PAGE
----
background to resident care establishes the egregious nature of the Grievant's conduct.
behavior is extensively addressed in Federal and State regulation, County policy, and the
That KW is incontinent establishes that the Grievant should have responded more
to him and that her failure to do so is egregious. The suspension imposed for this conduct
That the Grievant casually informed her team leader that an Incident had occurred is
inadequate response. At a minimum, the Grievant should also have informed her team leader
wanted to make a formal complaint. Beyond this, the Grievant's response to supervisors
the events surrounding the Incident has been less than candid. The evidence establishes that
Incident manifests more than "slap on the wrist" type of conduct, and that the County had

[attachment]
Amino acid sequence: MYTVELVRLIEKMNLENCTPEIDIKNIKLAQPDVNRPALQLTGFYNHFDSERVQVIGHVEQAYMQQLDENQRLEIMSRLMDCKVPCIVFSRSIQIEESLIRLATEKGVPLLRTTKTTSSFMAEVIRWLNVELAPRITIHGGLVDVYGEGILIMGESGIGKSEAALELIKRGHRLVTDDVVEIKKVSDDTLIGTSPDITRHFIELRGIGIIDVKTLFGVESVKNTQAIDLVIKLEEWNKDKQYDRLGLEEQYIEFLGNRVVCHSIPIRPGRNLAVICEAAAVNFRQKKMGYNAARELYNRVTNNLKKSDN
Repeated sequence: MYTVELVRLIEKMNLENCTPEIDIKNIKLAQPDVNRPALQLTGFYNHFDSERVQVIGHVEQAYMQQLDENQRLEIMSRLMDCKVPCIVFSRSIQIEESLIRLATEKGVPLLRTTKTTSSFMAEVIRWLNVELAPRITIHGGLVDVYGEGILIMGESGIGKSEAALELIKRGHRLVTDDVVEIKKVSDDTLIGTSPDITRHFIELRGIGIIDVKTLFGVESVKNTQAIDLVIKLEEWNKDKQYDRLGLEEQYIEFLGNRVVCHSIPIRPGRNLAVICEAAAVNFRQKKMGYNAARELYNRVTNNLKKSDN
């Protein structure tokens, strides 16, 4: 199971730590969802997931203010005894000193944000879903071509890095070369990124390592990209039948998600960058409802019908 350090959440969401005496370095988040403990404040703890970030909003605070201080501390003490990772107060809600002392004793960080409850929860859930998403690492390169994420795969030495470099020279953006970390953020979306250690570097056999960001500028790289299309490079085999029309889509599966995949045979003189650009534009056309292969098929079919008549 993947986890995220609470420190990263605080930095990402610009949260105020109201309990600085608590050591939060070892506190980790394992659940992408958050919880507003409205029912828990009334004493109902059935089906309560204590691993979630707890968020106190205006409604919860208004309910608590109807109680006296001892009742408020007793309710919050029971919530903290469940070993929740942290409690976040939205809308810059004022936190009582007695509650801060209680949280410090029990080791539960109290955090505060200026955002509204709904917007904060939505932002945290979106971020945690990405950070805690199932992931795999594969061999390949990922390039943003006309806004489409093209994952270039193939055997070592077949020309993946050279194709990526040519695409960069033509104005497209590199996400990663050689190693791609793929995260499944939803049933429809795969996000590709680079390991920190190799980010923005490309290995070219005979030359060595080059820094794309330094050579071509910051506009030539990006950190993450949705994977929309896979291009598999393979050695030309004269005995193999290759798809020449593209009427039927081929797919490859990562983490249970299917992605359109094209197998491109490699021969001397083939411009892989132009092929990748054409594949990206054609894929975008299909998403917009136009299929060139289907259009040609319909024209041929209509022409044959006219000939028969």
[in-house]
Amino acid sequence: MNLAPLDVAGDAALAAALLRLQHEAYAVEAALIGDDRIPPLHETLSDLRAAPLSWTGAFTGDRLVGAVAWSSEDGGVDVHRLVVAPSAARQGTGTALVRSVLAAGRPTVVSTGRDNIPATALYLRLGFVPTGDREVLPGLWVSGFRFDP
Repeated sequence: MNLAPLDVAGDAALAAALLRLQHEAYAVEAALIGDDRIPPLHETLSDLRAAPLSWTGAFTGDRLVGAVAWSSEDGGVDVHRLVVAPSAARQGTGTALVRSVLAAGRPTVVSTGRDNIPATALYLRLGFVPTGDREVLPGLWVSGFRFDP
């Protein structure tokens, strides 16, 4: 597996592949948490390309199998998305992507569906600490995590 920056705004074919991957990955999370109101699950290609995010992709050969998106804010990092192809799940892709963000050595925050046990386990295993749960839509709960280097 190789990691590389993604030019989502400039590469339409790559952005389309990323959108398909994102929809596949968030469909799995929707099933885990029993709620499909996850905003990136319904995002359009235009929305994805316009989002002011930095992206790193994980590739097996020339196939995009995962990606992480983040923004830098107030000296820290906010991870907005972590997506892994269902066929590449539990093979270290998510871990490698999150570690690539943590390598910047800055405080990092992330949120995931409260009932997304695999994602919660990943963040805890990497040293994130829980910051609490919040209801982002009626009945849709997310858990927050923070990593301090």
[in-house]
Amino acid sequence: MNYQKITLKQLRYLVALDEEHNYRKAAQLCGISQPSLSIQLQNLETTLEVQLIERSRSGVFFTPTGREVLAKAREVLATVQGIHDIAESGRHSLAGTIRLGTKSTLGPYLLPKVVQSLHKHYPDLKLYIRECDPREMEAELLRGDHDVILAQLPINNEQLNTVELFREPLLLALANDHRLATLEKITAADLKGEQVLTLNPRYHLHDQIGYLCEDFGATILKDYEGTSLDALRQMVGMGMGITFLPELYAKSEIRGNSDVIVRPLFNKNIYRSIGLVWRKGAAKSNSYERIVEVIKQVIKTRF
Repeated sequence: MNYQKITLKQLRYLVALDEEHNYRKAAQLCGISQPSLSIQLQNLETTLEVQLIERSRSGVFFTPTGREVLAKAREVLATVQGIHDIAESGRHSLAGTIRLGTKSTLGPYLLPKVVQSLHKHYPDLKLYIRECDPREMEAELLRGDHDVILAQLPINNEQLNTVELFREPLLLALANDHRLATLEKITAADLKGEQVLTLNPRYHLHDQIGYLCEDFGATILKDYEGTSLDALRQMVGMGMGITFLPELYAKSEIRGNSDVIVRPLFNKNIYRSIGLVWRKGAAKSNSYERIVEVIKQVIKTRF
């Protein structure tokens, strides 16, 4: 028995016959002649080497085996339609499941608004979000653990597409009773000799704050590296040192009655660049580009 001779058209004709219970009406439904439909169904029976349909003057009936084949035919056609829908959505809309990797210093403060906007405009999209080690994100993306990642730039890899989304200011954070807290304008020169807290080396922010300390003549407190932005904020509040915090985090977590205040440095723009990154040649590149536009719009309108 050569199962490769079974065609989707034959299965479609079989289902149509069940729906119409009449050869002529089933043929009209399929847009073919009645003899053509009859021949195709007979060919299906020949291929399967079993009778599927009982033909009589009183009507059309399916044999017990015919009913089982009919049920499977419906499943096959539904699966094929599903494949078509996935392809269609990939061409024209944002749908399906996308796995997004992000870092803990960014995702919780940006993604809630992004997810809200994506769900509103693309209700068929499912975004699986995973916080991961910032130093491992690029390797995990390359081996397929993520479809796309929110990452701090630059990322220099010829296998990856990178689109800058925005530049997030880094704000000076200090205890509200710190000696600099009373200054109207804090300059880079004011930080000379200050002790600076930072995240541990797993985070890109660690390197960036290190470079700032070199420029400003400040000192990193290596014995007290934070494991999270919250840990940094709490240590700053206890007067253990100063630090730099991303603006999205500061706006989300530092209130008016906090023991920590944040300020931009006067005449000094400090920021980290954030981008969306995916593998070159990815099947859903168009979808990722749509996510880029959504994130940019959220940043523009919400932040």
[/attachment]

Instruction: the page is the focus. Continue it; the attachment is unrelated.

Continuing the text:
to suspend the Grievant for fifteen days. Given the rigid regulatory framework the County
operate within, its disciplinary response must be swift and sure, as it was in this case.
The County further contends that the Grievant's reassignment from the night shift
valid exercise of a management right, independent of the Incident underlying the discipline.
THE UNION'S POSITION
The Union notes that the reasonableness of the rules and regulations governing the
conduct is not at issue. Rather, the issue is whether the Grievant acted as the County
Union contends the County has failed to prove any conduct by the Grievant which could
reassignment or discipline.
It is undisputed that KW called for assistance, but the Union argues that the Grievant
at the time of KW's call, dealing with a soiled resident. That she finished her duties in that
before proceeding to KW was proper. That GH and RS had a verbal row cannot be held
Grievant, who did no more than perform her job.